October 27, 2011
Summary of PCJP's Note on Financial Crisis
Posted by Ronald Colombo

In this post, I'll summarize the PCJP's recent Note on the financial crisis.  (No official English version is yet available; an unofficial English version can be found here.)

The Note divides the world's economy into two spheres:  the "material goods markets," and the "monetary and financial markets."  Whereas the former is limited by "natural factors and productive capacity," the latter is not so restrained.  And, according to the Note, this lack of natural restraints upon the monetary and financial markets has contributed mightily to the present crisis.  (A fair point - and an early indicator of where the Note is headed.)

Of the two markets, the Note certainly prefers the material goods market.  Indeed, later on, the Note makes clear that the world's economic and financial system ought to be "at the service of the real economy," underscoring this preference.

The Note then bemoans the "liberalist approach, unsympathetic towards public intervention in the markets" that, over the last few decades, has allowed the global monetary and financial system to run amuck.  It particularly bemoans the spillover effect that that this has had, in that the crisis in the monetary and financial markets has had "grave consequences" in some sectors of the "real economy" (that is, the market for material goods). 

The Note specifically calls out the United States by name, noting that the recent crisis "was [g]enerated in the context of the United States ... one of the most important zones for the global economy and finances.  It directly affected what is still the currently of reference for the great majority of international trade transactions."  The Note basically shames the U.S. for exporting this crisis to the world - especially to poorer nations and regions.

The Note references the growing "inequalities within and between various countries" (which is not particularly connected to the crisis, but, presumably, connected to the global financial system), and proclaims that this has "harmful consequences for world equilibium and peace."

In the middle of Note, mention is made of Pope Benedict XVI's encyclical Caritas in Veritate, observing that "Benedict XVI precisely identified the roots of a crisis that is not only economic and financial but above all moral in nature.  In fact, as the Pontiff notes, to function correctly the economy needs ethics; and not just any kind but one that is people-centered.  He goes on to denounce the role played by utilitarianism and individualism and the responsibilities of those who have adopted and promoted them as the paramters for the optimal behaviour of all economic and political agnets who operate and interact in the soecial context."  I would have very much liked have seen the Note spend some more time expounding upon these themes - themes that I myself have explored elswhere.  Unfortunately, it did not.

The Note does, however, echo Pope Benedict's criticism of "technocracy" - the "ideology" that the world's problems can all be solved via greater technical proficiency.  What the world needs instead (or at least in addition) is a recognition of "the primacy of being over having and of ethics over the economy."  We need to build a "more fraternal and just human family."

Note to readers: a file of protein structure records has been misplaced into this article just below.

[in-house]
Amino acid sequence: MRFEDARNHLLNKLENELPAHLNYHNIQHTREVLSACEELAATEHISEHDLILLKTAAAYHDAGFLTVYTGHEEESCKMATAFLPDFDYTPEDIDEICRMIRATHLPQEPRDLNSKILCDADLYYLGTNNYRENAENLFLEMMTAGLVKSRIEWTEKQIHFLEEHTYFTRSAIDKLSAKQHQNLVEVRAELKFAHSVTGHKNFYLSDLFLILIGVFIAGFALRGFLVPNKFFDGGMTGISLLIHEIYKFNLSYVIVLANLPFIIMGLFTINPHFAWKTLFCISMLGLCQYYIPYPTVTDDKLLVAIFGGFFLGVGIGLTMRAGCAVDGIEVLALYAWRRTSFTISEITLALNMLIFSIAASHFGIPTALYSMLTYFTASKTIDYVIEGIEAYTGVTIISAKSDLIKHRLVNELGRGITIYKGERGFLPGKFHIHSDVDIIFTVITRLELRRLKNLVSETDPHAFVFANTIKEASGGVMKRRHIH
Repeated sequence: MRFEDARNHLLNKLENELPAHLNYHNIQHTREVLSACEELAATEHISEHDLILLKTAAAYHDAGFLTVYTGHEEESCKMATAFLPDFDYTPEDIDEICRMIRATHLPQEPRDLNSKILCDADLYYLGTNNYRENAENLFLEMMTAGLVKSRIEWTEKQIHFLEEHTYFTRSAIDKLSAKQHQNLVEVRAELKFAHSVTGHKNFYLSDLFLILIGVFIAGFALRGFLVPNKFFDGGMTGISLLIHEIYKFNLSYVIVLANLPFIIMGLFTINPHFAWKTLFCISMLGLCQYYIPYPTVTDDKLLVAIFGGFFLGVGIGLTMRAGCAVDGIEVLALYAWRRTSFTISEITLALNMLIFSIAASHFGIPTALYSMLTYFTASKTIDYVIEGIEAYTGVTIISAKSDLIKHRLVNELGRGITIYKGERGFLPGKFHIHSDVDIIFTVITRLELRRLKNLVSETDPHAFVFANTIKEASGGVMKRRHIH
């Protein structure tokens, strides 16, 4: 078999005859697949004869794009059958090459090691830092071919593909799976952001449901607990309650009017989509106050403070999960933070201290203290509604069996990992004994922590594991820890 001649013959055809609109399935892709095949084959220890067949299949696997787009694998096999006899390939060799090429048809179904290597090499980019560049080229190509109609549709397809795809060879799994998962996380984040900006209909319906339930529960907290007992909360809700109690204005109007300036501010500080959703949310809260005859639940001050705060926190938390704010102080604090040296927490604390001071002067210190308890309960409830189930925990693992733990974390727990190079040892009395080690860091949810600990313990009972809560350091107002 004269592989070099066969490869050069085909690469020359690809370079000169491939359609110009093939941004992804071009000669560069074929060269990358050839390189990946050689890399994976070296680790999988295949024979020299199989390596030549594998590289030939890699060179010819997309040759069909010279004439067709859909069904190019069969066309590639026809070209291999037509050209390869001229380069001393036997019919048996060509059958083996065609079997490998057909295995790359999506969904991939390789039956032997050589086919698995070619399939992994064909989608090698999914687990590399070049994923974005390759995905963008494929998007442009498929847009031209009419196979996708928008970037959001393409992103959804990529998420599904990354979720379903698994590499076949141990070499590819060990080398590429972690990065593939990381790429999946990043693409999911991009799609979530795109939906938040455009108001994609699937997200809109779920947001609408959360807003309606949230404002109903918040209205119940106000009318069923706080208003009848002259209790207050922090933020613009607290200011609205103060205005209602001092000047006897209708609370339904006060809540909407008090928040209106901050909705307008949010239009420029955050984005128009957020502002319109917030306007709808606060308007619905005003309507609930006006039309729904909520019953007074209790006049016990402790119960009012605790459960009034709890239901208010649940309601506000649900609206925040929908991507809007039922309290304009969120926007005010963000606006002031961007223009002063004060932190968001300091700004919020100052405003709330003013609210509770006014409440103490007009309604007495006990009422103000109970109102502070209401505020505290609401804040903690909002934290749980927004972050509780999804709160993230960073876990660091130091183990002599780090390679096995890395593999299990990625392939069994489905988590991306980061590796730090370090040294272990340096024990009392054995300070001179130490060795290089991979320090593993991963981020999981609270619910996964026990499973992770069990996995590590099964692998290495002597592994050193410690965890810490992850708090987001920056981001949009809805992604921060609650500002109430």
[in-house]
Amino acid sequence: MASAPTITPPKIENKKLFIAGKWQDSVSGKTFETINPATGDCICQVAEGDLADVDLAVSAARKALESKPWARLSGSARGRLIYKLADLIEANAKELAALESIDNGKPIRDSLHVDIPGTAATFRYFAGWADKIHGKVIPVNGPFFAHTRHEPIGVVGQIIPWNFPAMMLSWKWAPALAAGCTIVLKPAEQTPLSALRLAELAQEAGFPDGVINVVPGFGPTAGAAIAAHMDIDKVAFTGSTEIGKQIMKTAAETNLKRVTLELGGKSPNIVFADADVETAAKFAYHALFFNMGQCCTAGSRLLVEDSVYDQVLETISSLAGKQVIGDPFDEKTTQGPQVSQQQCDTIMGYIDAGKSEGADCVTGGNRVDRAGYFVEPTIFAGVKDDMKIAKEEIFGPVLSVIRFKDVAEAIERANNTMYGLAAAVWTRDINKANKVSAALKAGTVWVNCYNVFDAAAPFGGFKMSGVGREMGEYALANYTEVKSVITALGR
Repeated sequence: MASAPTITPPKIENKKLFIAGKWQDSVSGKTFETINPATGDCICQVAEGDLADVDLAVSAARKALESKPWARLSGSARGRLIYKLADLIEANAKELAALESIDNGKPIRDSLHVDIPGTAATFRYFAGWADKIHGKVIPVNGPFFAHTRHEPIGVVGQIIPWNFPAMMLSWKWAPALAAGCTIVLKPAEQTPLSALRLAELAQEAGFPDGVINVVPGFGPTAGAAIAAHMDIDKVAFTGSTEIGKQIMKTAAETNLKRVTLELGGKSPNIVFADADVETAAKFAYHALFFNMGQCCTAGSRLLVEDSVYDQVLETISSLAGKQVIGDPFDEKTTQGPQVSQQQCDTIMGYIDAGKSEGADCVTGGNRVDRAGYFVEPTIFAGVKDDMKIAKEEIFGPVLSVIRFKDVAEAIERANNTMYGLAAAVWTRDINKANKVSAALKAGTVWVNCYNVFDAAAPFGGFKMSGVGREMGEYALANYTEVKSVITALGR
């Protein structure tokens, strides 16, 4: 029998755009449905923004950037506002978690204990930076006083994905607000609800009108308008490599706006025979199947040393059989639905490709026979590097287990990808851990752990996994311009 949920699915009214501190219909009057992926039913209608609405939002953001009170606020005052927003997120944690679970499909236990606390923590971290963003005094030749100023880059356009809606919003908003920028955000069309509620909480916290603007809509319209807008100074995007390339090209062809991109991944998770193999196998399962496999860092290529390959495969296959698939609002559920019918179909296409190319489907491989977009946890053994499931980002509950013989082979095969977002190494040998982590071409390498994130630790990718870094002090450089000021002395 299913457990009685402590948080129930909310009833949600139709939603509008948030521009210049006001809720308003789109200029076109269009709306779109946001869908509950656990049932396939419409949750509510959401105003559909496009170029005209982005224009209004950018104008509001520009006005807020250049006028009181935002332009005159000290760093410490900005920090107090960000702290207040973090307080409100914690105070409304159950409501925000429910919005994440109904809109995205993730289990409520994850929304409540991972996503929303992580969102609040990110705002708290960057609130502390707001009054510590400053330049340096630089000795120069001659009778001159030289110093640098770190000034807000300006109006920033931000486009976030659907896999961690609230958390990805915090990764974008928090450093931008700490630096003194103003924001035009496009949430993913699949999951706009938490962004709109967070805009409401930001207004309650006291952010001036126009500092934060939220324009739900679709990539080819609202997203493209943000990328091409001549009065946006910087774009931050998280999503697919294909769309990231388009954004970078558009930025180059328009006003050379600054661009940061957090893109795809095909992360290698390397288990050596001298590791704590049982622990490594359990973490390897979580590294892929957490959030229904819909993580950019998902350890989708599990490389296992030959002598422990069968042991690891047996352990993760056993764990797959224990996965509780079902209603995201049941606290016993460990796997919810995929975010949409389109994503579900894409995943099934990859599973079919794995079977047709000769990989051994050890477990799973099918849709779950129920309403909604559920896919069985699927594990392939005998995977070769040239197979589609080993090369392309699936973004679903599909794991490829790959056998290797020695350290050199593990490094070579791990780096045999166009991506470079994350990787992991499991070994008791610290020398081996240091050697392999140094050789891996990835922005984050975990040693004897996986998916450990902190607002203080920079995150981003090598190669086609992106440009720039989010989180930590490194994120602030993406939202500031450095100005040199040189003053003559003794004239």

In its closing pages, the Note puts forth a series of policy suggestions - and these have grabbed headlines of late.  Unfortunately, this is also where the wheels fall off.

It starts with the call for "a world political authority" to address the global problems of peacce, security, arms control, human rights, migration, the environment, and, of course, the global economy.  This "Authority" ought to be vested with "structures and adequate, effective mechanisms equal to its mission and the expectations placed in it."

The Note then suggests the need to revisit the Bretton Woods agreement, the need for "a minimum, shared body of rules to manage the global financial market," an expansion of more nations into the G20, a central world bank, taxation on financial transactions, recapitization of banks with public funds, and segregation of "ordinary credit and Investment Banking."

The Note's drafters certainly don't suffer from a lack of ambition.

They do, however, suffer from a lack of serious engagement.  Love them or hate them, the policy prescriptions are basically rattled off, with little thought or discussion.  As such, when it comes to these prescriptions, the Note is not at all persuasive.  Indeed, it doesn't even attempt to persuade

So, if one wishes to critique the Note, there's little to actually engage with (at least when it comes to the policy prescriptions).  No new or compelling arguments are put forth explaining why its proposals ought to be followed.  It's almost as if the Note's authors believed these proposal were self-justifying.

Pretty strange in my humble opinion.  And whether one's favorably disposed to the policy suggestions or not, this is sadly a lost opportunity.  The PCJP could have made an authentic contribution to the debate.  It did not.  Instead, it merely endorsed a candidate - and attempted to dress its endorsement up as something more serious.

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